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  1. Abstract

    Rapid speciation events, with taxa generated over a short time period, are among the most investigated biological phenomena. However, molecular systematics often reveals contradictory results compared with morphological/phenotypical diagnoses of species under scenarios of recent and rapid diversification. In this study, we used molecular data from an average of over 29 000 loci per sample from RADseq to reconstruct the diversification history and delimit the species boundary in a short‐winged grasshopper species complex (Melanoplus scudderigroup), where Pleistocene diversification has been hypothesized to generate more than 20 putative species with distinct male genitalic shapes. We found that, based on a maximum likelihood molecular phylogeny, each morphological species indeed forms a monophyletic group, contrary to the result from a previous mitochondrial DNA sequence study. By dating the diversification events, the species complex is estimated to have diversified during the Late Pleistocene, supporting the recent radiation hypothesis. Furthermore, coalescent‐based species delimitation analyses provide quantitative support for independent genetic lineages, which corresponds to the morphologically defined species. Our results also showed that male genitalic shape may not be predicted by evolutionary distance among species, not only indicating that this trait is labile, but also implying that selection may play a role in character divergence. Additionally, our findings suggest that the rapid speciation events in this flightless grasshopper complex might be primarily associated with the fragmentation of their grassland habitats during the Late Pleistocene. Collectively, our study highlights the importance of integrating multiple sources of information to delineate species, especially for a species complex that diversified rapidly, and whose divergence may be linked to ecological processes that create geographic isolation (i.e. fragmented habitats), as well as selection acting on characters with direct consequences for reproductive isolation (i.e. genitalic divergence).

     
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  2. Barraclough, Timothy G. (Ed.)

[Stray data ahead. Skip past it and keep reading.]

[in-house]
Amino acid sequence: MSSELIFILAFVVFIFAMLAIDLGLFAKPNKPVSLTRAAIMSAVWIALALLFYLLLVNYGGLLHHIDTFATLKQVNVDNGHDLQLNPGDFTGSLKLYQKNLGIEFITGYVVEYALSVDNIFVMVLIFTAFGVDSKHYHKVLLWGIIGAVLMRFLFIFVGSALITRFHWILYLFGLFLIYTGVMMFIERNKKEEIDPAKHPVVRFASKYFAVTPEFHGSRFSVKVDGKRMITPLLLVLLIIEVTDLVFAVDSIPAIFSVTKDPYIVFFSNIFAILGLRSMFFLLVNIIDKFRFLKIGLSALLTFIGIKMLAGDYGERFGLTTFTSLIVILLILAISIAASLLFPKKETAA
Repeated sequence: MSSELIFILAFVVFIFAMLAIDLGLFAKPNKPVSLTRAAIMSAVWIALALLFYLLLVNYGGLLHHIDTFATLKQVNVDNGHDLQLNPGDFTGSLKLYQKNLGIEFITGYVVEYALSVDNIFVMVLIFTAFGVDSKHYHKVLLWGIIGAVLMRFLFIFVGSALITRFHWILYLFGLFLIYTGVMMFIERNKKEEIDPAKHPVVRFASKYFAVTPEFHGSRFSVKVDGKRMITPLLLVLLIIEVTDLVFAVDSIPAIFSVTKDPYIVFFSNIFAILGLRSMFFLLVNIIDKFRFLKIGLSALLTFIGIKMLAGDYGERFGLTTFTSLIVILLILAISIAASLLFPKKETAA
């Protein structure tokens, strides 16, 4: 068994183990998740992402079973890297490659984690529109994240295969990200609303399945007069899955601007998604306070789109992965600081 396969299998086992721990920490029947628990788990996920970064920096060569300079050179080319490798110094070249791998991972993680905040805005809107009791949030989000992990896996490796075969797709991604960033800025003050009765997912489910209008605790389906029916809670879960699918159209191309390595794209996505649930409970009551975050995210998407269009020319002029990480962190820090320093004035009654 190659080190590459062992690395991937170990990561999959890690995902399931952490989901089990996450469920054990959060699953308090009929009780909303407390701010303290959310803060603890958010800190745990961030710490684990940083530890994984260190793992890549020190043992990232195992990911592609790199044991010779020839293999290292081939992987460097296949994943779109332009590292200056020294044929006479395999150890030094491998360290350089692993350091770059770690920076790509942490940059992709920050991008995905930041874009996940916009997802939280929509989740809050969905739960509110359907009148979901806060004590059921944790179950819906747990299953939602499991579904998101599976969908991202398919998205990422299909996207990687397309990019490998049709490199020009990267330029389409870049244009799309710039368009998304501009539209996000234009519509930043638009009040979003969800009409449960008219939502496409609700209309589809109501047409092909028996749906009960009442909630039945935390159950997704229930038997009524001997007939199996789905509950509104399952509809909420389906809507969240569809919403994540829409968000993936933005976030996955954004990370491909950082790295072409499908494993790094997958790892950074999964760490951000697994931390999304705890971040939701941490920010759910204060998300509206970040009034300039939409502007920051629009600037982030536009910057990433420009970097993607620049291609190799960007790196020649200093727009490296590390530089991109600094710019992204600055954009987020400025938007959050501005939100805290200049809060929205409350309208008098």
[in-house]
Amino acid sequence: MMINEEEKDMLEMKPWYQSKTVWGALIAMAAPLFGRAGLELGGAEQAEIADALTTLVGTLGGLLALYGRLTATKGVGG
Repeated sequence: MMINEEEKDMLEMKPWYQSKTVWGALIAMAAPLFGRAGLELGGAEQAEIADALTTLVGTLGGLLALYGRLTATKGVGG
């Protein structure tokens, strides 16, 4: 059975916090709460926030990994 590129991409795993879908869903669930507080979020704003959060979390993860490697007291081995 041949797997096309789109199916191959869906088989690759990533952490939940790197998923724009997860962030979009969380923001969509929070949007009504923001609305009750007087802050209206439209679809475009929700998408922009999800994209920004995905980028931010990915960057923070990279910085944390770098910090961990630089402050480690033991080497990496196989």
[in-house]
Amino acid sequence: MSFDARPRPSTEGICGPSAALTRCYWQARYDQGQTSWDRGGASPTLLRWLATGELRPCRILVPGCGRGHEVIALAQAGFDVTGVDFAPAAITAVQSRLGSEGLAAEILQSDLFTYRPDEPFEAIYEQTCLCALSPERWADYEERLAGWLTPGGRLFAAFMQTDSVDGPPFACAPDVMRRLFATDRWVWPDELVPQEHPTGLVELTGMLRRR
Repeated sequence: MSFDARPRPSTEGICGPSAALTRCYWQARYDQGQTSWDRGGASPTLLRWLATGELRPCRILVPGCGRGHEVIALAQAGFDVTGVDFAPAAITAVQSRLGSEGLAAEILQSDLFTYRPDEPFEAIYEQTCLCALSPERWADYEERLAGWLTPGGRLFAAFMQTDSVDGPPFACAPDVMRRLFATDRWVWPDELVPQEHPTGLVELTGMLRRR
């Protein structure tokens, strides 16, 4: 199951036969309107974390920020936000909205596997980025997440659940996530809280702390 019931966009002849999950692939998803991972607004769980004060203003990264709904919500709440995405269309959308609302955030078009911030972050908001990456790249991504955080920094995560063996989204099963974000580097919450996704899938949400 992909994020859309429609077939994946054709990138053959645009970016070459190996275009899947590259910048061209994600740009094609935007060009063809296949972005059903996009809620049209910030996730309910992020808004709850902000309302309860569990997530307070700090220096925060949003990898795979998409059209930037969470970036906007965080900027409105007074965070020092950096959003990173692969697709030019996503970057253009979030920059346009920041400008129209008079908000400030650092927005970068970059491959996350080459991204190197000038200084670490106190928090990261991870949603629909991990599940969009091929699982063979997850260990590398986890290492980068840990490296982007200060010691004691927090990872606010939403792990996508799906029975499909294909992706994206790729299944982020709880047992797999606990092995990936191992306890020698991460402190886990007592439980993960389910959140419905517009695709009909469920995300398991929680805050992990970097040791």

The “multispecies” coalescent (MSC) model that underlies many genomic species-delimitation approaches is problematic because it does not distinguish between genetic structure associated with species versus that of populations within species. Consequently, as both the genomic and spatial resolution of data increases, a proliferation of artifactual species results as within-species population lineages, detected due to restrictions in gene flow, are identified as distinct species. The toll of this extends beyond systematic studies, getting magnified across the many disciplines that rely upon an accurate framework of identified species. Here we present the first of a new class of approaches that addresses this issue by incorporating an extended speciation process for species delimitation. We model the formation of population lineages and their subsequent development into independent species as separate processes and provide for a way to incorporate current understanding of the species boundaries in the system through specification of species identities of a subset of population lineages. As a result, species boundaries and within-species lineages boundaries can be discriminated across the entire system, and species identities can be assigned to the remaining lineages of unknown affinities with quantified probabilities. In addition to the identification of species units in nature, the primary goal of species delimitation, the incorporation of a speciation model also allows us insights into the links between population and species-level processes. By explicitly accounting for restrictions in gene flow not only between, but also within, species, we also address the limits of genetic data for delimiting species. Specifically, while genetic data alone is not sufficient for accurate delimitation, when considered in conjunction with other information we are able to not only learn about species boundaries, but also about the tempo of the speciation process itself. 
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